Will a fluid loose it's bouyancy in zero-gravity. What would happen if an object is immersed in a liquid in space (if the liquid is still very much together and not spilling as big bubbles or droplets).

Example Scenarios

1 if water is put in an enclosed container (e.g. a glass jar filled to the brim) on a table (or held in a constant orientation) and a small rubber ball (which floats back on earth when in it) is put in the jar would the ball rise to the lid of the jar or sink to the bottom?

2 if a jar containing a helium balloon and oxygen gas in it is taken to space and held straight at a specific orientation would the helium balloon still rise above the oxygen in the jar or if two gases helium and oxygen are in the jar only, will helium gas always stay separated and above the oxygen gas in the jar?

  • $\begingroup$ "Rise?" That word means, "go up," and "sink" means "go down," but which way is "up?" which way is "down?" $\endgroup$ – Solomon Slow Jan 14 '19 at 17:22
  • $\begingroup$ up would be as on earth and down alike, I am aware space has no up and down however you want to interpret it(your discretion). the main thing is what would happen to the ball in the first jar and the helium balloon in the other jar $\endgroup$ – LiNKeR Jan 14 '19 at 17:57
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    $\begingroup$ If "space has no up and down...," then I do not understand what you mean when you say, "up would be as on earth..." You asked, "...would the ball rise to the lid...or sink to the bottom?" But how can a ball know which end of the jar is the "lid" and how can it know which is the "bottom." A ball that sinks in a Jar on Earth doesn't sink toward the bottom of the jar: It sinks toward the center of the Earth. $\endgroup$ – Solomon Slow Jan 14 '19 at 18:13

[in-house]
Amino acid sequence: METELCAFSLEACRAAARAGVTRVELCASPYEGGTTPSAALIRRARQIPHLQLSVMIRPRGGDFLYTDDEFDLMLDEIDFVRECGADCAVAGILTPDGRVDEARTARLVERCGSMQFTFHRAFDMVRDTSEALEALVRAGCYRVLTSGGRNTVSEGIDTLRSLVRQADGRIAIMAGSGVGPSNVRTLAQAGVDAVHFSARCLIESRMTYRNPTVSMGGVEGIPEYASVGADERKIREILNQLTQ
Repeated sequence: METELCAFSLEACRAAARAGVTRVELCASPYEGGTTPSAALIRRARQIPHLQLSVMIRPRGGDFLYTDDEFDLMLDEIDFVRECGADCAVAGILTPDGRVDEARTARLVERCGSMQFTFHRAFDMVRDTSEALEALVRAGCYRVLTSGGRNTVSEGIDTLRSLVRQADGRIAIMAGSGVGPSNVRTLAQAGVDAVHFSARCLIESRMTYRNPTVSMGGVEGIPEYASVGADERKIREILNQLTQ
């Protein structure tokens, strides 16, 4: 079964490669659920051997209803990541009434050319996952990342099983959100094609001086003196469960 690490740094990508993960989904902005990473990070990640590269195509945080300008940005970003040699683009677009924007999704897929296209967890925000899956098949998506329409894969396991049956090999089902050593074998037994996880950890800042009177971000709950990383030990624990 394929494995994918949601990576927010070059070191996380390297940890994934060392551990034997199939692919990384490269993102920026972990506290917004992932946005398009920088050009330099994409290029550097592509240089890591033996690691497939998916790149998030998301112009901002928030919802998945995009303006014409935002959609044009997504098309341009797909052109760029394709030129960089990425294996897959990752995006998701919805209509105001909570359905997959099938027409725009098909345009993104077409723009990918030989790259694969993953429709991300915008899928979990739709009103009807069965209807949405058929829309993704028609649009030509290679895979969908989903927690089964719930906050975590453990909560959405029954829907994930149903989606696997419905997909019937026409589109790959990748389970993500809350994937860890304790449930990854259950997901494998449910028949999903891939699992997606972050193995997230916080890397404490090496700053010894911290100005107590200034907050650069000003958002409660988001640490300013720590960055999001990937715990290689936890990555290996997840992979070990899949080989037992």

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    $\begingroup$ P.S.: The reason why an astronaut feels weightless is not because she/he is in "space," It's because he/she is in free fall. $\endgroup$ – Solomon Slow Jan 14 '19 at 18:18
  • $\begingroup$ the top of the jar(as up), the bottom of the jar(as bottom). It's concerning the behaviour of the ball in the fluid that I ask. The top and bottom in the question only talk about what part of the bottle we know on earth as top or bottom $\endgroup$ – LiNKeR Jan 14 '19 at 18:19

If there is no gravity there is no buoyancy. If there is weak gravity then buoyancy force will be proportionally weaker.

If there is no gravity then in both the scenarios you stated there will be neither sinking nor rising, despite density differences. If there is gravity then (when placed inside a fluid) less dense object will move opposite to gravity and more dense object will move along gravity (just as on earth); if the gravity is weak then the corresponding motion will be slower.

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